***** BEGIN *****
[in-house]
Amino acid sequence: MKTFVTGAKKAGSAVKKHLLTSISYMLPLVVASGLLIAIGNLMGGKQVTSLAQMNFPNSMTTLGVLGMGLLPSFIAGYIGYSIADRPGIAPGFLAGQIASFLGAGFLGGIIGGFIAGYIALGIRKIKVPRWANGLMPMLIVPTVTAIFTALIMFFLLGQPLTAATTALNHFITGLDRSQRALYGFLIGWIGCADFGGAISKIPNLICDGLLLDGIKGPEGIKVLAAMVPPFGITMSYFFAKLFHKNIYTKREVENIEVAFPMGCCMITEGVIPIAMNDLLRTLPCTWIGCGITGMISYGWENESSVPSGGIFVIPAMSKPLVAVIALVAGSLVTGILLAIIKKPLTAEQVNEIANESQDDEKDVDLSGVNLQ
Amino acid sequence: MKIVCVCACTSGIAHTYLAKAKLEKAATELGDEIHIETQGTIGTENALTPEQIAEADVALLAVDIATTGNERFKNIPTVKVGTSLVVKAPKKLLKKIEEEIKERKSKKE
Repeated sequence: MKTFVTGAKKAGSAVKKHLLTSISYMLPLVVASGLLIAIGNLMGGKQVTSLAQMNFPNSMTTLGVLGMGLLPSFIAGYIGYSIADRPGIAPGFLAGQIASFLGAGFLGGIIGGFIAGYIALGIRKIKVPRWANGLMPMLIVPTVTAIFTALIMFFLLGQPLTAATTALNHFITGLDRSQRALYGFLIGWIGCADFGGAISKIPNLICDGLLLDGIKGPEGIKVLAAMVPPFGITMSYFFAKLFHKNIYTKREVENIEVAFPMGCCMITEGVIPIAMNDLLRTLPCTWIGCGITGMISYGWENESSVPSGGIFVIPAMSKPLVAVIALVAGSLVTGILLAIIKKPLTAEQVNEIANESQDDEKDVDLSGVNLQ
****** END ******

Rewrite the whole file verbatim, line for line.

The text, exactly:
[in-house]
Amino acid sequence: MKTFVTGAKKAGSAVKKHLLTSISYMLPLVVASGLLIAIGNLMGGKQVTSLAQMNFPNSMTTLGVLGMGLLPSFIAGYIGYSIADRPGIAPGFLAGQIASFLGAGFLGGIIGGFIAGYIALGIRKIKVPRWANGLMPMLIVPTVTAIFTALIMFFLLGQPLTAATTALNHFITGLDRSQRALYGFLIGWIGCADFGGAISKIPNLICDGLLLDGIKGPEGIKVLAAMVPPFGITMSYFFAKLFHKNIYTKREVENIEVAFPMGCCMITEGVIPIAMNDLLRTLPCTWIGCGITGMISYGWENESSVPSGGIFVIPAMSKPLVAVIALVAGSLVTGILLAIIKKPLTAEQVNEIANESQDDEKDVDLSGVNLQ
Amino acid sequence: MKIVCVCACTSGIAHTYLAKAKLEKAATELGDEIHIETQGTIGTENALTPEQIAEADVALLAVDIATTGNERFKNIPTVKVGTSLVVKAPKKLLKKIEEEIKERKSKKE
Repeated sequence: MKTFVTGAKKAGSAVKKHLLTSISYMLPLVVASGLLIAIGNLMGGKQVTSLAQMNFPNSMTTLGVLGMGLLPSFIAGYIGYSIADRPGIAPGFLAGQIASFLGAGFLGGIIGGFIAGYIALGIRKIKVPRWANGLMPMLIVPTVTAIFTALIMFFLLGQPLTAATTALNHFITGLDRSQRALYGFLIGWIGCADFGGAISKIPNLICDGLLLDGIKGPEGIKVLAAMVPPFGITMSYFFAKLFHKNIYTKREVENIEVAFPMGCCMITEGVIPIAMNDLLRTLPCTWIGCGITGMISYGWENESSVPSGGIFVIPAMSKPLVAVIALVAGSLVTGILLAIIKKPLTAEQVNEIANESQDDEKDVDLSGVNLQ